A Beginner’s Guide To Facial Steaming
A Beginner’s Guide To Facial Steaming

A Beginner’s Guide To Facial Steaming

If Miranda Kerr and Victoria Beckham are fans of facial steaming, there’s a reason why. And now, seeing as it’s never been easier to do it at home, we thought it worth tapping the professionals for a bit of advice before giving it a go.
By Sapna Rao

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It’s Easy To Do At Home

“I start a lot of my clinical facials with a steam, but they’re also easy to do at home thanks to a range of new innovations – my Pro Hydro-Mist Steamer included. It makes a pampering experience that little bit more achievable, and definitely takes any skincare routine to the next level. Simply use one at the start of your routine and allow the deeply hydrating and purifying properties get to work.” — Sarah Chapman, renowned facialist & founder of Sarah Chapman London

It Opens Up The Pores

“The heat and steam helps to warm and loosen up the pores, therefore allowing products such as cleansers to travel deeper down into the skin – no matter whether you choose to cleanse during or after your steam. It means the ingredients can work harder to remove dirt and make-up, thus achieving a more thorough cleanse.”– Sarah

“While working to loosen trapped dirt in your pores by encouraging removal of dead skin cells, steaming also encourages improved blood circulation, which in turn stimulates fresh oxygen and nutrients to flow through the skin. This means better glow and smoother skin texture. Steaming is also good for those with congested skin – specifically anyone who suffers with blackheads and blocked pores.” – Michaella Bolder, facialist & skincare expert

There Are Multiple Benefits

“Steaming instantly infuses the skin with moisture, which will hydrate, plump, and smooth out  fine lines. The steam will also warm and soften dead cells on the skin’s surface and debris within the pores, enabling them to be swept away for a clearer, brighter complexion. The gentle heat increases microcirculation (you’ll see your skin appears flushed afterwards) to allow more oxygen and nutrients to travel to the tissue, increasing collagen and elastin production and leaving skin with a rosy glow. It also encourages perspiration, which helps the cells to release toxins and purify the skin. Plus, its plumping effects are instantly visible, making this an ideal step before for an event or night out.” – Sarah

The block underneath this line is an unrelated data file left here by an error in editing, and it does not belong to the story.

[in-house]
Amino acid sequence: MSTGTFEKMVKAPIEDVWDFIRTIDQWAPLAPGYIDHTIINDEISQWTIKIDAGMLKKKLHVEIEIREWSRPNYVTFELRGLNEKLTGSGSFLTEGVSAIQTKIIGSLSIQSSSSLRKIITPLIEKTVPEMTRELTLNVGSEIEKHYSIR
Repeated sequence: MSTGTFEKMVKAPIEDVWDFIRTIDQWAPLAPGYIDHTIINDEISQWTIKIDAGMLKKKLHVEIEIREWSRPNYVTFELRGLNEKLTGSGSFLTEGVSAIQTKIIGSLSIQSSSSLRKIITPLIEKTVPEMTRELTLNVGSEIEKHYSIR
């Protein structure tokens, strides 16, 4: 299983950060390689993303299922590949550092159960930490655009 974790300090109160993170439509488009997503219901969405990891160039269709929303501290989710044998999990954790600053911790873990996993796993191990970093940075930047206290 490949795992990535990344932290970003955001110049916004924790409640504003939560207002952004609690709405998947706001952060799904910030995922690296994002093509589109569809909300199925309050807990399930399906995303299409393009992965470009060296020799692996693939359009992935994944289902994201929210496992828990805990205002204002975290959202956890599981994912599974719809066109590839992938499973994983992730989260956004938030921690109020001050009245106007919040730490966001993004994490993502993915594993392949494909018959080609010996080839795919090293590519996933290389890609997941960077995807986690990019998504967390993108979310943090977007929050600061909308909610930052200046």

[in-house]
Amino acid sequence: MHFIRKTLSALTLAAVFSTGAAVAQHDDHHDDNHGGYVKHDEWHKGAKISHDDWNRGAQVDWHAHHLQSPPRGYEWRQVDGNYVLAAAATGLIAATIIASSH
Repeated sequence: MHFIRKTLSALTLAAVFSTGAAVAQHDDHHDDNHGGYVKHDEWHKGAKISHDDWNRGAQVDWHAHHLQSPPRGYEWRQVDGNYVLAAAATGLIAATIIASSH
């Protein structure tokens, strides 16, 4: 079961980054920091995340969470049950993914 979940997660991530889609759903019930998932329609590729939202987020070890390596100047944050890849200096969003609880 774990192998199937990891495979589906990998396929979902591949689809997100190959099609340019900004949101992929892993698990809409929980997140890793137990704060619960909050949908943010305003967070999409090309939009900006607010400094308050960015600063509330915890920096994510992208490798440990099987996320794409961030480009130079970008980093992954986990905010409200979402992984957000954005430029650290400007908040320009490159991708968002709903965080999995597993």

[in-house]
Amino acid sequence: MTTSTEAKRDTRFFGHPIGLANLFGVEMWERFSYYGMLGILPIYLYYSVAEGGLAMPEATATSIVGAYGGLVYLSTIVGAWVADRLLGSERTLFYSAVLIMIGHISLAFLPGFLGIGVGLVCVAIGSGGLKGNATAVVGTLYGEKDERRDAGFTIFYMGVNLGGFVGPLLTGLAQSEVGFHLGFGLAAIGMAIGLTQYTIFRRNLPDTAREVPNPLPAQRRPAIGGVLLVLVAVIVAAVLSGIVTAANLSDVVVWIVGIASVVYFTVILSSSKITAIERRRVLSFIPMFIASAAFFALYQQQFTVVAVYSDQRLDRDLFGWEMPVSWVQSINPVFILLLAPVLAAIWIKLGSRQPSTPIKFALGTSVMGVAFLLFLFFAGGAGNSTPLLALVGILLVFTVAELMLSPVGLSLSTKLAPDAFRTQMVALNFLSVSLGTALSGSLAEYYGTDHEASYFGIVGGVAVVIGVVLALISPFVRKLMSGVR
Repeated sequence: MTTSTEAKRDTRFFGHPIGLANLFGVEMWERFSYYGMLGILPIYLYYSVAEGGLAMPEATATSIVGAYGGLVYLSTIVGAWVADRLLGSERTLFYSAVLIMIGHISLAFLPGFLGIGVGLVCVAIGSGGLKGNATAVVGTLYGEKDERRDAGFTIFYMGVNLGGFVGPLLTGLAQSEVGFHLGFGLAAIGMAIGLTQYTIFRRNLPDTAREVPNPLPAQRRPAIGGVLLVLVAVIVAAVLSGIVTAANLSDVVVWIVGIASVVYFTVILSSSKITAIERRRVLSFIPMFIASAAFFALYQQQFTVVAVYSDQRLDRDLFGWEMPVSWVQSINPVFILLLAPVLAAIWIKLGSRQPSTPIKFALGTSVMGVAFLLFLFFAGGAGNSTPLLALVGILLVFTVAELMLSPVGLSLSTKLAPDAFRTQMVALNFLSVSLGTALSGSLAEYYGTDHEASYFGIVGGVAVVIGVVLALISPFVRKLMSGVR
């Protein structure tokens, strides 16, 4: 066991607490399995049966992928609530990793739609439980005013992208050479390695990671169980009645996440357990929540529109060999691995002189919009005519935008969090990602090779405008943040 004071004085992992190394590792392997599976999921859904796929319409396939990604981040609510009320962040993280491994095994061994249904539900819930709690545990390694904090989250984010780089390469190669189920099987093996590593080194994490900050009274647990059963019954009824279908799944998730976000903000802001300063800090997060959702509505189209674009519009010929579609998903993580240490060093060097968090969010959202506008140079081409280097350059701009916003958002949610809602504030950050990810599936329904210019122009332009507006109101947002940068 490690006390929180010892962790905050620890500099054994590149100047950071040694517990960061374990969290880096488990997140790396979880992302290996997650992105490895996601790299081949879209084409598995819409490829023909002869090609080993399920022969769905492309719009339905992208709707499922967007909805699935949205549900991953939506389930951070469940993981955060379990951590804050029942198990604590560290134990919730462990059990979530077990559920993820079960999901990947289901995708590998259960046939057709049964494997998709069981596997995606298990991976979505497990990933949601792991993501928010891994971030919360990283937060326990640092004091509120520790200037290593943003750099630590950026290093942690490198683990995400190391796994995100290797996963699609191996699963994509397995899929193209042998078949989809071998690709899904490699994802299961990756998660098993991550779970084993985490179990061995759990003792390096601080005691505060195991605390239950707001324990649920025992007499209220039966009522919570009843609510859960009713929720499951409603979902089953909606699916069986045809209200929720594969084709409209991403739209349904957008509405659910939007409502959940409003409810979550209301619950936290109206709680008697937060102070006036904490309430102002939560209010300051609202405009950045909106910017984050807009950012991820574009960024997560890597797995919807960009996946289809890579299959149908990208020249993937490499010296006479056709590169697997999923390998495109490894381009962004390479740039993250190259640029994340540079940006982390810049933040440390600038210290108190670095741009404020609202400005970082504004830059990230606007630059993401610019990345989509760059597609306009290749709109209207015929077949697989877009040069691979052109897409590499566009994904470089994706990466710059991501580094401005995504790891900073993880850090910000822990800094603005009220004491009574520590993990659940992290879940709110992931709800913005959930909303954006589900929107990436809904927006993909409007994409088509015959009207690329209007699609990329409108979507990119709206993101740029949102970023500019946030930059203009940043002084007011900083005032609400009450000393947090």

“Not only do facial steamers make your at-home routine feel more luxurious, they also work wonders when it comes to encouraging healthy collagen and elastin production, so you can guarantee regular use will leave your skin feeling firmer, radiant and more youthful – whilst also keeping breakouts to a minimum.” – Michaella

There’s A Correct Way To Do It

“Position your face 20cm from the nozzle – at this distance, when the mist meets your skin, it’s around 40°C, which is the optimal temperature for removing impurities.” – Sarah

“You want to start with a blank canvas. I would always gently cleanse the skin first to remove any traces of make-up to get the most from your steam. During the steam, I tend to apply a cleansing balm and massage it into my face and neck using a firm, deep pressure and glide either my hands or a Gua Sha around my face to sculpt and lift the contours as well as reduce any tension in my face.”– Michaella


Other Products Will Elevate The Experience